Somalia has not had an effective national government for nearly three decades, during which much of the country has been a war zone. The terrorist group Al-Shabab has de facto ruled over large swaths of Somalia and initially gained support by promising people security. The group’s credibility eroded when it rejected Western food aid to combat a 2011 drought and famine. Despite an increase in targeted airstrikes by the U.S. under President Trump, Al-Shabab continues to conduct attacks in Somalia, targeting the Somali state and African Union Mission in Somalia (AMISOM) forces. The country is plagued by both armed conflict and worsening climatic shocks (i.e. droughts and flash floods) and this has resulted in the massive displacement of people.
What Nonprofits Need to Know
Below in the blue is an overview of the humanitarian and peacebuilding needs in Somalia. In the red are the primary sanctioned groups presently operating there. Because U.S. law prohibits the provision of “material support” to listed terrorists individuals and groups as well as engaging in trade with sanctioned persons and entities, the presence of these groups and sanctions programs can impact the delivery of aid and peacebuilding programs. The list below is non-exhaustive and changes frequently, so it is important for nonprofits to check all partners and those with whom they engage in transactions against, at a minimum, the U.S. Specially Designated National (SDN) and the United Nations Security Council Consolidated lists. Below the charts is information on OFAC licenses, where applicable, and links to our research and advocacy, and other relevant information.
Natural Hazards: Climate change is a major concern in Somalia and drought and flood are two common factors that drive humanitarian needin the country. Over half a million people have been affected by recent flash flooding across Middle and Lower Juba, Bay, Lower and Middle Shabelle, and Hiraan.
Food Security and Nutrition: Up to 6.3 million Somalis are at risk of food insecurity. Between July 2019 and June 2020, it is estimated that one million children will be acutely malnourished, including 180,000 children with severe acute malnutrition (SAM).
Diseaseand Healthcare: Due to inadequate access to water and sanitation, Somalis are vulnerable to the outbreak of diseasessuch as cholera and measles.
Ongoing Hostilities: Non-state armed groups conduct bombings, suicide attacks, armed assaults, and kidnappings in Somalia. Simultaneously, military operations have caused death, injury, and the displacement of civilians.
Displacement: Over half of the 3.47 million people currently displaced are in need. Key drivers of displacement are clan-based violence, non-state armed groups, and drought.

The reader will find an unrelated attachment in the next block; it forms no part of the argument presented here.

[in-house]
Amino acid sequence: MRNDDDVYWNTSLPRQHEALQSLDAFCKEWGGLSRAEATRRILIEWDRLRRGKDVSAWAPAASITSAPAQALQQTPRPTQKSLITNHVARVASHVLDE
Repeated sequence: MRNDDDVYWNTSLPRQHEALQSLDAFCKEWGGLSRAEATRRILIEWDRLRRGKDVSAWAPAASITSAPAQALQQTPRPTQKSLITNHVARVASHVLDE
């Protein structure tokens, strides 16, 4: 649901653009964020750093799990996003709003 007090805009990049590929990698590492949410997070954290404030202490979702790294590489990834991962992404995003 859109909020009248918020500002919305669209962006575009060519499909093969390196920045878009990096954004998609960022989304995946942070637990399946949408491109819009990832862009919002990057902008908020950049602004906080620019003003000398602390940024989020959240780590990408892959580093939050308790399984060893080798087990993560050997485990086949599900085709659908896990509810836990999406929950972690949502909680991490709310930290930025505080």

Gender-based violence (GBV): Women, children, and other marginalized groups are at particular risk of exploitation and abuse, such as gender-based violence, sexual violence, and child recruitment.
al-Shabaab: Formed in 2006, the group maintains strongholds in rural areas in the south and is responsible for numerous high-profile attacks throughout Somalia and in the northeast in Puntland State. The U.S. designated this group as an FTO in 2008. More information here.
Islamic State of Iraq and ash-Sham (ISIS) networks in Somalia: Active since 2015, this offshoot of ISIS formed counter al-Shabaab’s opposition to the federal authorities in Somalia with its own. The group operates throughout the country but conducts recruitment and training mainly in Puntland, the semiautonomous region in the northeast. It is designated as an FTO by the U.S. More information here.
Primary Terrorist Presence & Other Sanctioned Groups
Access overview of U.S. Somalia Sanctions here and the United Nation’s Security Council Committee Somalia sanctions pursuant to resolution 751 (1992) here.
“If interventions are not scaled up, one million children are projected to be acutely malnourished over the next year, including 180,000 who are likely to be severely malnourished.”
Food and Agriculture Organization Report on Somalia, 3 September 2019
Licenses offered by the Office of Foreign Assets Control (OFAC)
The Office of Foreign Assets Control (OFAC) within the U.S. Department of Treasury enforces sanctions programs. It has a licensing process that allows transactions with sanctioned entities, including listed terrorist groups, that would otherwise be unlawful. Nonprofits that operate in areas affected by sanctions often apply for licenses from OFAC so that they are able to provide services to civilians in conflict zones around the world without running afoul of U.S. sanctions law, engage in peacebuilding activities and more. Find more information here.
The Charity & Security Network advocates for change in national security measures to better support nonprofits working around the world. In fragile contexts, counterterrorism measures often impede humanitarian, development, and peacebuilding organizations from accessing finance for their programs and serving populations in need. Find out more on our key issues below: